--

T1D pandemic playbook: Diabetes management and supplies to have during quarantine

  • Facebook
  • Twitter
  • Instagram
  • Pinterest

Samantha Markovitz, NBC-HWC

During the COVID-19 pandemic, you have probably noticed an impact on your diabetes management and supplies. It's not just you — it's been a challenge for many to stay on top of diabetes-related tasks! With fewer trips to the pharmacy and limited opportunities for in-person interactions with your physician, you may have eased up on things like regular prescription refills and stocking up on snacks.

With scientists continuing to work toward developing a vaccine, there's currently no end date for these unprecedented times. However, this is an excellent time to take stock of what you've learned so far — and prepare for the uncertainties ahead. Even with the current unknowns, there's reason to remain hopeful moving forward and actionable steps you can take to be safe and successful in managing your diabetes.

Here's what supplies you should be securing for your daily diabetes management and tips for navigating it all safely:

Everyday (and emergency) essentials to keep on hand

First things first — it's important to check your supplies to see what you have (and what you need more of). Here's a list of items you'll want to make sure to have throughout quarantine:

5 ways to stay flexible and prepared

In addition to maintaining your supplies, flexibility in dealing with your diabetes management and supplies during quarantine makes life much easier. As a person living with diabetes — or someone who cares for one — you're likely no stranger to the mantra "be prepared."

To face any challenge head-on, take note of the following tips:

1. Take inventory

Whether you're more of an "itemized list" or "general idea" kind of person, you'll want to keep an updated inventory of things you need to manage your diabetes. As you do this, take the opportunity to clean out expired items and rearrange boxes so that soon-to-expire items are used before those with a later expiration date (first in, first out). Also, gather important contact information — such as your endocrinologist's or primary care doctor's phone number — and keep it all in one place.

2. Be prompt

Fill your prescriptions on time to prevent running out of insulin and other important items. Stay in touch with customer service at Edgepark, your doctor's office, pharmacy, insurance company, or any other entities that play an important role in receiving your prescriptions on time. The goal is to avoid any last-minute surprises, like no more refills being available on an item you need that day. Automatic refill programs or services like Edgepark ContinuCare make reordering prescriptions a breeze with reminders and online order confirmations, so you can be sure to receive your supplies at the right time.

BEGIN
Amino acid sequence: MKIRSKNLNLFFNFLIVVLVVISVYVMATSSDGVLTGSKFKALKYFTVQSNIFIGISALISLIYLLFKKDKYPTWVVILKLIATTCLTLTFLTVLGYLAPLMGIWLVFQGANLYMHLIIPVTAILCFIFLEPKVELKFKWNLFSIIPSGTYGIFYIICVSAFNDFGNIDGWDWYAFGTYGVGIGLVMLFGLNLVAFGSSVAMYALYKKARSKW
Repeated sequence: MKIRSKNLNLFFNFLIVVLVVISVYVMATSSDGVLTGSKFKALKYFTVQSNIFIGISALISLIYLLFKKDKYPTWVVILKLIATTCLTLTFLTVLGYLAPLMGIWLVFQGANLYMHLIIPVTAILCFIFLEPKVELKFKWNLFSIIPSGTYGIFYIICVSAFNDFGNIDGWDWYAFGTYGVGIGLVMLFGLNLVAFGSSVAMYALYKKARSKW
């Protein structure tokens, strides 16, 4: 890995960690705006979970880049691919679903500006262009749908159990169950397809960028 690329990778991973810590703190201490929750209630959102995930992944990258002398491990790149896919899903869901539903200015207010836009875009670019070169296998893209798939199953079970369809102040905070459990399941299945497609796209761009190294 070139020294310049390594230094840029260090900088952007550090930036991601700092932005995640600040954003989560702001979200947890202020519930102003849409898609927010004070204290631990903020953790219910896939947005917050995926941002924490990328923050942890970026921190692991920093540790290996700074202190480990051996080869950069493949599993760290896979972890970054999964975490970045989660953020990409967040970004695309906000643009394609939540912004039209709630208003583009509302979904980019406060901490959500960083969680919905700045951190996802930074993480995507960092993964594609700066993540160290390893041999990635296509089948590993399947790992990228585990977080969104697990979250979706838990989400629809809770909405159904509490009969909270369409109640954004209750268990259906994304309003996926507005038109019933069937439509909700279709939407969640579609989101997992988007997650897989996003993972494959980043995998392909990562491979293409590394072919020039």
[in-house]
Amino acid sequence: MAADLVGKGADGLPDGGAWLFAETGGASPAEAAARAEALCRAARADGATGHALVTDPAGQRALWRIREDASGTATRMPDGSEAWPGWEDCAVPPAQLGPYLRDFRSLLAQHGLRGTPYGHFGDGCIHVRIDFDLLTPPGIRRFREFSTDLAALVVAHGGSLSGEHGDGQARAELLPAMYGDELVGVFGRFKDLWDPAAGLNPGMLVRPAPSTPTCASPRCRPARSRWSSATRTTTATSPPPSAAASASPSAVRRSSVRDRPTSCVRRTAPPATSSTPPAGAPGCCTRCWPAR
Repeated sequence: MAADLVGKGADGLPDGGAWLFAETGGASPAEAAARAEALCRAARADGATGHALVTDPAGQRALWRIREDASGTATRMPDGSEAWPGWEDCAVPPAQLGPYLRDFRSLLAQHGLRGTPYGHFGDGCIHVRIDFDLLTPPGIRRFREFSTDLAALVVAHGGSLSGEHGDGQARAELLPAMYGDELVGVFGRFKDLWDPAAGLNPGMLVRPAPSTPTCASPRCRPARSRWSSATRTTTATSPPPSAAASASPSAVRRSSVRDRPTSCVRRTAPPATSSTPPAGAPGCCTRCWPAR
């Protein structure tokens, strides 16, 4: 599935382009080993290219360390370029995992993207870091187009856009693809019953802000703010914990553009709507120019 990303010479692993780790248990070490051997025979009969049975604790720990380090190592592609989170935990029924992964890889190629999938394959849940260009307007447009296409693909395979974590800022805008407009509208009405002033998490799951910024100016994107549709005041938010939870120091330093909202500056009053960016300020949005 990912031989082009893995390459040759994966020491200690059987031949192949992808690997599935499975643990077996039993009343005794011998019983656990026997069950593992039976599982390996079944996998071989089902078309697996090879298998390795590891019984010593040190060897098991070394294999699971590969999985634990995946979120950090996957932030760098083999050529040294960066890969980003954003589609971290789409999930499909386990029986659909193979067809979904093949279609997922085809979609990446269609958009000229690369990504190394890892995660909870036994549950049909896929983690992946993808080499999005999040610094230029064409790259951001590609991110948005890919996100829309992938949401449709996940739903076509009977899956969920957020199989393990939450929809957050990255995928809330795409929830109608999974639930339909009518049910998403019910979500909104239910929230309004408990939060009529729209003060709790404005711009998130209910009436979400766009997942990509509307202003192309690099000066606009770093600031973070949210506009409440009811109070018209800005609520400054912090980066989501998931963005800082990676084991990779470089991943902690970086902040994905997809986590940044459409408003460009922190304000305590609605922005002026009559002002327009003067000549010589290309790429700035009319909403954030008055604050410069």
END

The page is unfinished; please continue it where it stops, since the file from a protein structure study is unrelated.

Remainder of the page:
3. Maintain backups

If it's financially feasible, consider keeping backups of your non-prescription items so you don't have to rush out to the store right away, or have to wait several days for a delivery if an item were to run out or break. When it comes to non-prescription items (like low treatments and device overpatches), keep as many on hand as makes you feel comfortable.

4. Keep your (virtual) appointments

Telehealth has become the new normal for most endocrinology practices, at least for the time being. Make sure you're clear on any technical questions prior to the appointment and designate a quiet, private place in your home where you can meet with your doctor virtually. This can help you can get the most out of each scheduled Telehealth visit with your provider.

5. Stay safe at home

Consider switching your prescriptions to home delivery to help limit your exposure to crowded indoor spaces. Some insurance policies have relationships with mail-order medical suppliers and pharmacies. You may also be able to use local pharmacies that do courier delivery, or take advantage of chain pharmacies that offer delivery as a COVID-19-era service for those who opt in.

Nobody knows how long the current situation will last. Now is the time to lean into the prepared and empowered approach to your diabetes management! By creating helpful habits during this pandemic, you can develop a strategy for maintaining your health that will continue to serve you — even after the "all clear" is issued.

Curious to learn more about the impact COVID-19 is having on individuals in the diabetes community? Visit Edgepark Health Insights to read up on the latest developments.

Samantha Markovitz, NBC-HWC

Bio: Samantha Markovitz, NBC-HWC is a Mayo Clinic-trained National Board Certified Health and Wellness Coach and the author of “Type 1 Diabetes Caregiver Confidence: A Guide for Caregivers of Children Living with Type 1 Diabetes.” Drawing from her own experience in living with T1D, Samantha is dedicated to empowering individuals and families to live well and thrive while managing health challenges and achieving their goals.

Social: www.facebook.com/gmarkwellness @gracemark_wellness www.pinterest.com/gracemarkwellness

Diabetes Management Tip